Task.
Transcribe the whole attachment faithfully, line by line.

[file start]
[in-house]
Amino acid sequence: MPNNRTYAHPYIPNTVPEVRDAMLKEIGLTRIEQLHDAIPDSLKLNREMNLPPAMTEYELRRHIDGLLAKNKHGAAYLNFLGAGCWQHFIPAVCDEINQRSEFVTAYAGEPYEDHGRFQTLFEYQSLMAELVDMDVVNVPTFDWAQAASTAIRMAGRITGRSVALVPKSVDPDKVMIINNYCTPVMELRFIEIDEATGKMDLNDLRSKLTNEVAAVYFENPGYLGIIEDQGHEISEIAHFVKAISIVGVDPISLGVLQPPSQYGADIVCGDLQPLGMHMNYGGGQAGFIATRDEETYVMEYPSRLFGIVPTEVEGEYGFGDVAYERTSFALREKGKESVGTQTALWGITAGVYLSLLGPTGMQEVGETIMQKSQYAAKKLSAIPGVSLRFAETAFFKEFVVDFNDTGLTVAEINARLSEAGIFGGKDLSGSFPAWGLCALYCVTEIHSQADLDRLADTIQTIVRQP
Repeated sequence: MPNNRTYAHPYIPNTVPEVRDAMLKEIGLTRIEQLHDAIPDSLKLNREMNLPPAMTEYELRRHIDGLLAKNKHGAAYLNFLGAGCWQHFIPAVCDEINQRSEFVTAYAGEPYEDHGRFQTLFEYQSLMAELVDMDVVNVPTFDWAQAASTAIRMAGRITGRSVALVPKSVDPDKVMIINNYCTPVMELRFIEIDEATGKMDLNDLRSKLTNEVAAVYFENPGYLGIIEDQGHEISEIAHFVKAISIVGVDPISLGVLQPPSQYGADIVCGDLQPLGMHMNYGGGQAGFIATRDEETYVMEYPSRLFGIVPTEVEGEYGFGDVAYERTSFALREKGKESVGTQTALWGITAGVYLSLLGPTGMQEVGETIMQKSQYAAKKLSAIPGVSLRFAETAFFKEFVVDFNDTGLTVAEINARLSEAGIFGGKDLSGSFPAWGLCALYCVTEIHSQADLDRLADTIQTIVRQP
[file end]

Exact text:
[in-house]
Amino acid sequence: MPNNRTYAHPYIPNTVPEVRDAMLKEIGLTRIEQLHDAIPDSLKLNREMNLPPAMTEYELRRHIDGLLAKNKHGAAYLNFLGAGCWQHFIPAVCDEINQRSEFVTAYAGEPYEDHGRFQTLFEYQSLMAELVDMDVVNVPTFDWAQAASTAIRMAGRITGRSVALVPKSVDPDKVMIINNYCTPVMELRFIEIDEATGKMDLNDLRSKLTNEVAAVYFENPGYLGIIEDQGHEISEIAHFVKAISIVGVDPISLGVLQPPSQYGADIVCGDLQPLGMHMNYGGGQAGFIATRDEETYVMEYPSRLFGIVPTEVEGEYGFGDVAYERTSFALREKGKESVGTQTALWGITAGVYLSLLGPTGMQEVGETIMQKSQYAAKKLSAIPGVSLRFAETAFFKEFVVDFNDTGLTVAEINARLSEAGIFGGKDLSGSFPAWGLCALYCVTEIHSQADLDRLADTIQTIVRQP
Repeated sequence: MPNNRTYAHPYIPNTVPEVRDAMLKEIGLTRIEQLHDAIPDSLKLNREMNLPPAMTEYELRRHIDGLLAKNKHGAAYLNFLGAGCWQHFIPAVCDEINQRSEFVTAYAGEPYEDHGRFQTLFEYQSLMAELVDMDVVNVPTFDWAQAASTAIRMAGRITGRSVALVPKSVDPDKVMIINNYCTPVMELRFIEIDEATGKMDLNDLRSKLTNEVAAVYFENPGYLGIIEDQGHEISEIAHFVKAISIVGVDPISLGVLQPPSQYGADIVCGDLQPLGMHMNYGGGQAGFIATRDEETYVMEYPSRLFGIVPTEVEGEYGFGDVAYERTSFALREKGKESVGTQTALWGITAGVYLSLLGPTGMQEVGETIMQKSQYAAKKLSAIPGVSLRFAETAFFKEFVVDFNDTGLTVAEINARLSEAGIFGGKDLSGSFPAWGLCALYCVTEIHSQADLDRLADTIQTIVRQP